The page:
When two alleles lack the dominant-recessive association and thus the duo affects the creature together.

Law of Independent Assortment

Separation of one set of the characteristic is autonomous of the other set of the characters when they are pooled in a hybrid.

The Chromosomal Theory of Inheritance

Both genes and chromosomes exist in sets of two. The homologous chromosome contains the two alleles of a gene pair in the homologous sites. The coupling and split of a set of chromosomes will cause a split in the set of genes (factor) they carry. This united knowledge is termed as the Chromosomal Theory of Inheritance.

 Sex Determination

A particular nuclear arrangement was perceived by Henking. He perceived that this particular nuclear arrangement was found in only fifty per cent of sperms. He termed this body as x. Later it became clear that only Ovum’s that obtain only the x chromosome is born female and those that don’t have such a case are born male. Thus, the X- chromosome was termed as sex chromosome and the remaining ones were termed as autosomes.

The occurrence due to which a modification in DNA happens and causes a variation in the phenotype and genotype of a creature is termed as a Mutation.

  • Genetic Disorders
  • Disorders of a Mendelian nature include:
  • Sickle Cell Anaemia.
  • Disorders of a chromosomal nature include:
  • Down’s syndrome.
  • Klinefelter’s Syndrome.
  • Turners Syndrome.

Characteristics determined by Genes

The human cell contains 23 pairs of chromosomes. The trait is one of the characteristics determined by one or more genes. Abnormal genes and genes that are formed due to new mutations also result in certain traits. Genes vary in size depending on the code or the protein they produce. All cells in the human body contain the same DNA. The difference between the cells occurs due to the different type of genes that are turned on and therefore produce a variety of proteins.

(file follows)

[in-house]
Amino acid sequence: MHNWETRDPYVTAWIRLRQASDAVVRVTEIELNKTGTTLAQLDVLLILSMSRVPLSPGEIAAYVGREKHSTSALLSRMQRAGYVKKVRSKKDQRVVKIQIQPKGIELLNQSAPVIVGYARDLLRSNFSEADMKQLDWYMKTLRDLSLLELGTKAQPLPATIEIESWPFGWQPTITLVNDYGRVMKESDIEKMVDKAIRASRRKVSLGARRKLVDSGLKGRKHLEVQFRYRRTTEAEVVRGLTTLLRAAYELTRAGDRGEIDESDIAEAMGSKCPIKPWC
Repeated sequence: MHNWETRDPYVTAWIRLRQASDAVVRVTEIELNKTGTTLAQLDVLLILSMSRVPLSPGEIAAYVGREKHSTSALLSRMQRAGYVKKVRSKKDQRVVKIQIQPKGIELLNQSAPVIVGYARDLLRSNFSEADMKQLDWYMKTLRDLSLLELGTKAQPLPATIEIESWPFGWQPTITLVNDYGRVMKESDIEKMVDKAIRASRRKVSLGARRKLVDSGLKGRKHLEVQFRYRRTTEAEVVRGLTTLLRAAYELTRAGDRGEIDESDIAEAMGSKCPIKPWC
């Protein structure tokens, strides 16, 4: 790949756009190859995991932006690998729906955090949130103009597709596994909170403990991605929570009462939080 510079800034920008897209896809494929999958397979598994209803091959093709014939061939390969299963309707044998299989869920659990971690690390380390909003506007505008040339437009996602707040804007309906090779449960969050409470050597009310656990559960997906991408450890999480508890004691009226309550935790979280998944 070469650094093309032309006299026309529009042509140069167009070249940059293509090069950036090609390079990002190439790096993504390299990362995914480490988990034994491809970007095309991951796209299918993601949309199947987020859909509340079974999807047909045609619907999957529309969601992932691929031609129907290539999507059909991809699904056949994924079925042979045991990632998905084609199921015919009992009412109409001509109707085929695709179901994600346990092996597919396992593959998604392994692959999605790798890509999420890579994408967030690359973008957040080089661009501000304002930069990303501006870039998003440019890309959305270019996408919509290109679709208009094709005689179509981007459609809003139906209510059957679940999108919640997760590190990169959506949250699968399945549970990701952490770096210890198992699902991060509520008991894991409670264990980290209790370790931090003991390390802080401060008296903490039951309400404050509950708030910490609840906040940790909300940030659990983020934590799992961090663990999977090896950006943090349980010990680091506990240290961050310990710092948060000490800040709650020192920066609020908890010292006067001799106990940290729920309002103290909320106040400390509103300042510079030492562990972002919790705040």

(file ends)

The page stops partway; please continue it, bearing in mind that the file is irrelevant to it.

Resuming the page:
Reasons for hereditary

Genes come in pairs in the same way as the chromosomes. Each parent of a human being carries two copies of their genes and each parent passes one copy of genes to their child. This is the reason why the child has many characteristics of both the parents like hair colour, same eyes etc.


Genes control the functions of DNA and RNA.

  1. Proteins are the most important materials in the human body which not only help by being the building blocks for muscles, connecting tissue and skin but also takes care of the production of the enzyme.
  2. These enzymes play an important role in conducting various chemical processes and reactions within the body. Therefore, protein synthesis is responsible for all activities carried on by the body and are mainly controlled by the genes.